Naturally I asked him a few questions about the uranium business and enjoyed his patient and thoughtful answers. He also had firsthand knowledge of CEO-worthy real estate in Saskatoon. He had a great comment about the uranium speculators that took physical supply and stored it, "uranium is easy to buy but very difficult to sell."
In a recent Globe and Mail "exit" interview he was asked about why he chose to live in Saskatoon. His response was" You’ve got to be at the headquarters. If you expect to be seen as an executive team, you’d damned well better be visible as that team." This is in contrast to the Potash Corp. CEO, Bill Doyle, who was guilted into purchasing a Saskatoon address after Saskatchewan voters found out that he ran the company out of Chicago. I suspect he didn't get the nicest house in Saskatoon.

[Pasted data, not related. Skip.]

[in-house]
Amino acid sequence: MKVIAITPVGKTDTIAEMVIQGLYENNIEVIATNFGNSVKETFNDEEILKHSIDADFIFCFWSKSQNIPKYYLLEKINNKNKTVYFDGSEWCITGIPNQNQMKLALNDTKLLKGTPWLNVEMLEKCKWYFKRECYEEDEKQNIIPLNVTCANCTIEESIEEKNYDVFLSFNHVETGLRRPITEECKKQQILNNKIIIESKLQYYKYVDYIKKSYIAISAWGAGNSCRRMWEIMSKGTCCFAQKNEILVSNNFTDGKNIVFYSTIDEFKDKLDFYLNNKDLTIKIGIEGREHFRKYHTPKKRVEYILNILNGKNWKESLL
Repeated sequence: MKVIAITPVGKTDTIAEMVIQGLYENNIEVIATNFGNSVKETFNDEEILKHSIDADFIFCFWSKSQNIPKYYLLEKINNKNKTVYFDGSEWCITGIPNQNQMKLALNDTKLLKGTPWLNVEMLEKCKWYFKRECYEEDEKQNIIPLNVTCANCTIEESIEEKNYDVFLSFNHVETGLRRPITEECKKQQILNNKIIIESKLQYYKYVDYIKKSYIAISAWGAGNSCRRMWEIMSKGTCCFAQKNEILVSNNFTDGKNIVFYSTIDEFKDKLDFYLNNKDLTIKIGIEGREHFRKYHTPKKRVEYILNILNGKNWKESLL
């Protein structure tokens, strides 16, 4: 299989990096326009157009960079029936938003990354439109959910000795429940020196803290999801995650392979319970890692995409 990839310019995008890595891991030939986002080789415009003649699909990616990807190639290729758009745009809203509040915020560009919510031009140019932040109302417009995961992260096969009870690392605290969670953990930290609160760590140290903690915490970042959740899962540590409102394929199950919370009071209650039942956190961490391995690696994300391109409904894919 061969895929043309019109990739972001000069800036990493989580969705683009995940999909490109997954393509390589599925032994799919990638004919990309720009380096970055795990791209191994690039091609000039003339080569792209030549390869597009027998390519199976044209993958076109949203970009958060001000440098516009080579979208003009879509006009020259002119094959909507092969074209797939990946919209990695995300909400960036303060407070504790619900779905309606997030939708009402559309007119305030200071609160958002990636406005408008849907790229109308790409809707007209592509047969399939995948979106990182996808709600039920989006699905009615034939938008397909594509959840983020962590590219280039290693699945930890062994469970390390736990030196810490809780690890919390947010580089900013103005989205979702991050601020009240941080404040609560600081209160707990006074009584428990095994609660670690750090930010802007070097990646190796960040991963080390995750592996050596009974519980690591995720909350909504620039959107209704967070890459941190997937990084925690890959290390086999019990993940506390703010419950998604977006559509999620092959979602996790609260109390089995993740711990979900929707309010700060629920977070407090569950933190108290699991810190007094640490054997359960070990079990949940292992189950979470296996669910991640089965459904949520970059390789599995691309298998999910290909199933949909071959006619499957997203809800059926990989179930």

Whenever anyone asks me about using social media to promote a company, I direct them to Cameco's website and their CEO's Corner, which consists of short videos of Grandey answering 5-7 different questions per month. I'm surprised at how few companies have emulated this approach to shareholder communication.
I started my Big Picture Speculator Newsletter almost 9 years ago and the first issue featured uranium stocks (which all did extremely well) so it was treat to have things come full circle. Grandey is an bright and engaging CEO, and this year I'll recognize him if I see him in Saskatoon!